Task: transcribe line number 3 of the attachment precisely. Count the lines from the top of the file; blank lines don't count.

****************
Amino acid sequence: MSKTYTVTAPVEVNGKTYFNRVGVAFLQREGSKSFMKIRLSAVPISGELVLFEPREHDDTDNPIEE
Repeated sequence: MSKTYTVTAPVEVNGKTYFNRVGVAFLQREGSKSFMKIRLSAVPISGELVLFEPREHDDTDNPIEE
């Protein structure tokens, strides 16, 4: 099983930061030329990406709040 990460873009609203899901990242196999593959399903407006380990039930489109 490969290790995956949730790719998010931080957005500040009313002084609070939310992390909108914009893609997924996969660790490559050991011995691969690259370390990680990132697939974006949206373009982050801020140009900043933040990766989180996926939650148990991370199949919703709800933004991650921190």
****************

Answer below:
């Protein structure tokens, strides 16, 4: 099983930061030329990406709040 990460873009609203899901990242196999593959399903407006380990039930489109 490969290790995956949730790719998010931080957005500040009313002084609070939310992390909108914009893609997924996969660790490559050991011995691969690259370390990680990132697939974006949206373009982050801020140009900043933040990766989180996926939650148990991370199949919703709800933004991650921190």